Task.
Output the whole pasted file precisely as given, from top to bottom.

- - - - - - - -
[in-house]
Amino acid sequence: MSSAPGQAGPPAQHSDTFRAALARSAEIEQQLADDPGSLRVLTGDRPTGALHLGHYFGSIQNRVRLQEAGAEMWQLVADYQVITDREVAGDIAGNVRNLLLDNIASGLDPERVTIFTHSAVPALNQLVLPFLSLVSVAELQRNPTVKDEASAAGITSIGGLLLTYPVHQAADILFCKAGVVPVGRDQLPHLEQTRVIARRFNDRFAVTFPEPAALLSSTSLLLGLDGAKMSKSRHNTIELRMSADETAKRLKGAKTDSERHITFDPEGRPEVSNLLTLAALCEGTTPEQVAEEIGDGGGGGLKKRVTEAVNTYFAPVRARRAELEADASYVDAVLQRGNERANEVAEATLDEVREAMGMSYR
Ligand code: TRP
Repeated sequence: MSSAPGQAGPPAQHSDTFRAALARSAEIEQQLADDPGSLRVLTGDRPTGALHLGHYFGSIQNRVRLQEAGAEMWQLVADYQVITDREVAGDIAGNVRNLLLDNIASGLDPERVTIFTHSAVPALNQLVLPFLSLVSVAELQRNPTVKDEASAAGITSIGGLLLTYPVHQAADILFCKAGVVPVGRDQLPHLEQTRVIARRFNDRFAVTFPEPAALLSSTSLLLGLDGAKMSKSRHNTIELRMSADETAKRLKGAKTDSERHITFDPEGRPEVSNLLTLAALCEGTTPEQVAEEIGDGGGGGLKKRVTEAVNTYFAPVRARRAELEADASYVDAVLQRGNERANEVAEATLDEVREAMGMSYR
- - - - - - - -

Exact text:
[in-house]
Amino acid sequence: MSSAPGQAGPPAQHSDTFRAALARSAEIEQQLADDPGSLRVLTGDRPTGALHLGHYFGSIQNRVRLQEAGAEMWQLVADYQVITDREVAGDIAGNVRNLLLDNIASGLDPERVTIFTHSAVPALNQLVLPFLSLVSVAELQRNPTVKDEASAAGITSIGGLLLTYPVHQAADILFCKAGVVPVGRDQLPHLEQTRVIARRFNDRFAVTFPEPAALLSSTSLLLGLDGAKMSKSRHNTIELRMSADETAKRLKGAKTDSERHITFDPEGRPEVSNLLTLAALCEGTTPEQVAEEIGDGGGGGLKKRVTEAVNTYFAPVRARRAELEADASYVDAVLQRGNERANEVAEATLDEVREAMGMSYR
Ligand code: TRP
Repeated sequence: MSSAPGQAGPPAQHSDTFRAALARSAEIEQQLADDPGSLRVLTGDRPTGALHLGHYFGSIQNRVRLQEAGAEMWQLVADYQVITDREVAGDIAGNVRNLLLDNIASGLDPERVTIFTHSAVPALNQLVLPFLSLVSVAELQRNPTVKDEASAAGITSIGGLLLTYPVHQAADILFCKAGVVPVGRDQLPHLEQTRVIARRFNDRFAVTFPEPAALLSSTSLLLGLDGAKMSKSRHNTIELRMSADETAKRLKGAKTDSERHITFDPEGRPEVSNLLTLAALCEGTTPEQVAEEIGDGGGGGLKKRVTEAVNTYFAPVRARRAELEADASYVDAVLQRGNERANEVAEATLDEVREAMGMSYR